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OBJECTIVE: This article summarizes the results of a descriptive qualitative study addressing the question, what are the information practices of the various professionals involved in disaster preparedness? We present key results, but focus on issues of choice and adaptation of models and theories for the study. METHODS: Primary and secondary literature on theory and models of information behavior were consulted. Taylor’s Information Use Environments (IUE) model, Institutional Theory, and Dervin’s Sense-Making metatheory were used in the design of an open-ended interview schedule. Twelve individual face-to-face interviews were conducted with disaster professionals drawn from the Pennsylvania Preparedness Leadership Institute (PPLI) scholars. Taylor’s Information Use Environments (IUE) model served as a preliminary coding framework for the transcribed interviews. RESULTS: Disaster professionals varied in their use of libraries, peer-reviewed literature, and information management techniques, but many practices were similar across professions, including heavy Internet and email use, satisficing, and preference for sources that are socially and physically accessible. CONCLUSIONS: The IUE model provided an excellent foundation for the coding scheme, but required modification to place the workplace in the larger social context of the current information society. It is not possible to confidently attribute all work-related information practices to professional culture. Differences in information practice observed may arise from professional training and organizational environment, while many similarities observed seem to arise from everyday information practices common to non-work settings.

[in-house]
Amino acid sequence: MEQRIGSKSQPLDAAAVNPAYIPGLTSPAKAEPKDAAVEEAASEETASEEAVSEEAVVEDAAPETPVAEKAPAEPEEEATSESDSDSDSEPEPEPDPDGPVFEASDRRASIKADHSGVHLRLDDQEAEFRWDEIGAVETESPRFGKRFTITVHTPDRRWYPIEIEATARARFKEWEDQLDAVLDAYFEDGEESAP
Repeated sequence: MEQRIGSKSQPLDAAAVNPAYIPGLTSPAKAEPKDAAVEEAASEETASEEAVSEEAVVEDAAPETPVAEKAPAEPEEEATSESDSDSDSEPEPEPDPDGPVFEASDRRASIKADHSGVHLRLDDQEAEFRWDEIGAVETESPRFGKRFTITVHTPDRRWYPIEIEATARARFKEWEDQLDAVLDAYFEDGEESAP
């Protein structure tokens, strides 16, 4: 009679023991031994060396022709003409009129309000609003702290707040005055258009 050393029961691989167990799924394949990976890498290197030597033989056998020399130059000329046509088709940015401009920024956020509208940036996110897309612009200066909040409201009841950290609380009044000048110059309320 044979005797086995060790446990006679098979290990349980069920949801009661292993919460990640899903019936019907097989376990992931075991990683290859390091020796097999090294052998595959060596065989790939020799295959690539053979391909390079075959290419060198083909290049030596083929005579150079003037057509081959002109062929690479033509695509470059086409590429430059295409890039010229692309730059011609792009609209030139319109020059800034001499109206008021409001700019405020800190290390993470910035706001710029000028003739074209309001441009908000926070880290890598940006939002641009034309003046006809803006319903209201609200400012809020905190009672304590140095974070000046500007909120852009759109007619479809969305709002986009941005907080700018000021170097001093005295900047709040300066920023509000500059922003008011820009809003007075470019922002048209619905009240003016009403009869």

Program Track: Track 1 - Information Behaviour Submission Type: Research Paper
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